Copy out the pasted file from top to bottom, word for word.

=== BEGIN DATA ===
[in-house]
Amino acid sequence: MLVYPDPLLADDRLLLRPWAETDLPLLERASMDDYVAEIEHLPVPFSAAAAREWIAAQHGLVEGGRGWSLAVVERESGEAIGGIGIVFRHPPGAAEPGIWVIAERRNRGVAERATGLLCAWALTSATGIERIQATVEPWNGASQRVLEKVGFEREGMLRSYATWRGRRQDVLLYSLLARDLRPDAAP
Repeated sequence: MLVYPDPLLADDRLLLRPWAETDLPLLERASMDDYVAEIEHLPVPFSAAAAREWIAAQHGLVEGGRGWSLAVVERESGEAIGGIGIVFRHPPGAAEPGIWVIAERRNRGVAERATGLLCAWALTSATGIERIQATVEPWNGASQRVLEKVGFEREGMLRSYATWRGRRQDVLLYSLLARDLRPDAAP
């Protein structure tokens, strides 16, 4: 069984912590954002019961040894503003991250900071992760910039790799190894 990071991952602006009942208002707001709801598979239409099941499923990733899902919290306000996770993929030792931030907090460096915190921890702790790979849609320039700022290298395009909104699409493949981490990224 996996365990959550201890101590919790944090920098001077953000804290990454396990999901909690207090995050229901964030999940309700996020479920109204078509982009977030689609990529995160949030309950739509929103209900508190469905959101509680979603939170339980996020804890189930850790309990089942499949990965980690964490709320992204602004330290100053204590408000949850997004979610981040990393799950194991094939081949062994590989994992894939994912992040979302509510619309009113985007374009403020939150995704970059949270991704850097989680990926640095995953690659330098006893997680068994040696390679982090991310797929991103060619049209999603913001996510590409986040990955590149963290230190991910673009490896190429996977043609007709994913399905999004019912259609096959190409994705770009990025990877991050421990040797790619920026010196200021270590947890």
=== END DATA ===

[in-house]
Amino acid sequence: MLVYPDPLLADDRLLLRPWAETDLPLLERASMDDYVAEIEHLPVPFSAAAAREWIAAQHGLVEGGRGWSLAVVERESGEAIGGIGIVFRHPPGAAEPGIWVIAERRNRGVAERATGLLCAWALTSATGIERIQATVEPWNGASQRVLEKVGFEREGMLRSYATWRGRRQDVLLYSLLARDLRPDAAP
Repeated sequence: MLVYPDPLLADDRLLLRPWAETDLPLLERASMDDYVAEIEHLPVPFSAAAAREWIAAQHGLVEGGRGWSLAVVERESGEAIGGIGIVFRHPPGAAEPGIWVIAERRNRGVAERATGLLCAWALTSATGIERIQATVEPWNGASQRVLEKVGFEREGMLRSYATWRGRRQDVLLYSLLARDLRPDAAP
């Protein structure tokens, strides 16, 4: 069984912590954002019961040894503003991250900071992760910039790799190894 990071991952602006009942208002707001709801598979239409099941499923990733899902919290306000996770993929030792931030907090460096915190921890702790790979849609320039700022290298395009909104699409493949981490990224 996996365990959550201890101590919790944090920098001077953000804290990454396990999901909690207090995050229901964030999940309700996020479920109204078509982009977030689609990529995160949030309950739509929103209900508190469905959101509680979603939170339980996020804890189930850790309990089942499949990965980690964490709320992204602004330290100053204590408000949850997004979610981040990393799950194991094939081949062994590989994992894939994912992040979302509510619309009113985007374009403020939150995704970059949270991704850097989680990926640095995953690659330098006893997680068994040696390679982090991310797929991103060619049209999603913001996510590409986040990955590149963290230190991910673009490896190429996977043609007709994913399905999004019912259609096959190409994705770009990025990877991050421990040797790619920026010196200021270590947890």